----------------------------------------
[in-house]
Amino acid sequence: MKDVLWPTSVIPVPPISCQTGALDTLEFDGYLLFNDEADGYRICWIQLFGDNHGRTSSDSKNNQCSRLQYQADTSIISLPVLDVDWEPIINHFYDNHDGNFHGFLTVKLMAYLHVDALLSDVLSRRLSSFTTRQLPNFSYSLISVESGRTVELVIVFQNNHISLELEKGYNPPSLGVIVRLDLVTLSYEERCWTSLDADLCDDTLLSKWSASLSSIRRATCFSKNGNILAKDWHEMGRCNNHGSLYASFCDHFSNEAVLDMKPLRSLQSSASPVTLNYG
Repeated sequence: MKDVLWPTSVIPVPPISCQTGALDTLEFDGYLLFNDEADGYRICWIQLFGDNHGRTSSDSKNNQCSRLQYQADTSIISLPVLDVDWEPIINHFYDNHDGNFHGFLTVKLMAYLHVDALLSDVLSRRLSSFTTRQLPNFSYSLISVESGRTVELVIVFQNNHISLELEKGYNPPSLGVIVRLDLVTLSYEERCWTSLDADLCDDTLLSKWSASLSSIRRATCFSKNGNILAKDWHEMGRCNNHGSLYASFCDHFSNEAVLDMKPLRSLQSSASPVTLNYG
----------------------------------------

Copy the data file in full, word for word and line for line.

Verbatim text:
[in-house]
Amino acid sequence: MKDVLWPTSVIPVPPISCQTGALDTLEFDGYLLFNDEADGYRICWIQLFGDNHGRTSSDSKNNQCSRLQYQADTSIISLPVLDVDWEPIINHFYDNHDGNFHGFLTVKLMAYLHVDALLSDVLSRRLSSFTTRQLPNFSYSLISVESGRTVELVIVFQNNHISLELEKGYNPPSLGVIVRLDLVTLSYEERCWTSLDADLCDDTLLSKWSASLSSIRRATCFSKNGNILAKDWHEMGRCNNHGSLYASFCDHFSNEAVLDMKPLRSLQSSASPVTLNYG
Repeated sequence: MKDVLWPTSVIPVPPISCQTGALDTLEFDGYLLFNDEADGYRICWIQLFGDNHGRTSSDSKNNQCSRLQYQADTSIISLPVLDVDWEPIINHFYDNHDGNFHGFLTVKLMAYLHVDALLSDVLSRRLSSFTTRQLPNFSYSLISVESGRTVELVIVFQNNHISLELEKGYNPPSLGVIVRLDLVTLSYEERCWTSLDADLCDDTLLSKWSASLSSIRRATCFSKNGNILAKDWHEMGRCNNHGSLYASFCDHFSNEAVLDMKPLRSLQSSASPVTLNYG